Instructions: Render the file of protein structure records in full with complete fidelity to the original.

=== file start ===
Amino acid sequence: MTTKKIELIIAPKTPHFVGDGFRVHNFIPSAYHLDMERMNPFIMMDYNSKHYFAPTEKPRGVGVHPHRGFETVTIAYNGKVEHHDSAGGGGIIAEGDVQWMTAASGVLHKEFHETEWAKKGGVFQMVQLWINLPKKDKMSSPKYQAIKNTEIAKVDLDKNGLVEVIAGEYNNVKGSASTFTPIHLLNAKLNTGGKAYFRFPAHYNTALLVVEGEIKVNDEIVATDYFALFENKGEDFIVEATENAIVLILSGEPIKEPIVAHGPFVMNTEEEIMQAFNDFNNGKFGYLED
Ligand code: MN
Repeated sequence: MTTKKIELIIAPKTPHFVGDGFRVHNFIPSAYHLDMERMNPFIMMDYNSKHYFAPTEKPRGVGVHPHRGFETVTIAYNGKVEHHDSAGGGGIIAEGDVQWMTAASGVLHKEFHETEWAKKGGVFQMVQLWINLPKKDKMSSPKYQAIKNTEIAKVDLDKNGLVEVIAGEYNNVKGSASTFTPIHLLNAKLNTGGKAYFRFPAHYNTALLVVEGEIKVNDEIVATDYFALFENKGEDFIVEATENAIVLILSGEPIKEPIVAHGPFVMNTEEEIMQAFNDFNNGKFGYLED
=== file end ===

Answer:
Amino acid sequence: MTTKKIELIIAPKTPHFVGDGFRVHNFIPSAYHLDMERMNPFIMMDYNSKHYFAPTEKPRGVGVHPHRGFETVTIAYNGKVEHHDSAGGGGIIAEGDVQWMTAASGVLHKEFHETEWAKKGGVFQMVQLWINLPKKDKMSSPKYQAIKNTEIAKVDLDKNGLVEVIAGEYNNVKGSASTFTPIHLLNAKLNTGGKAYFRFPAHYNTALLVVEGEIKVNDEIVATDYFALFENKGEDFIVEATENAIVLILSGEPIKEPIVAHGPFVMNTEEEIMQAFNDFNNGKFGYLED
Ligand code: MN
Repeated sequence: MTTKKIELIIAPKTPHFVGDGFRVHNFIPSAYHLDMERMNPFIMMDYNSKHYFAPTEKPRGVGVHPHRGFETVTIAYNGKVEHHDSAGGGGIIAEGDVQWMTAASGVLHKEFHETEWAKKGGVFQMVQLWINLPKKDKMSSPKYQAIKNTEIAKVDLDKNGLVEVIAGEYNNVKGSASTFTPIHLLNAKLNTGGKAYFRFPAHYNTALLVVEGEIKVNDEIVATDYFALFENKGEDFIVEATENAIVLILSGEPIKEPIVAHGPFVMNTEEEIMQAFNDFNNGKFGYLED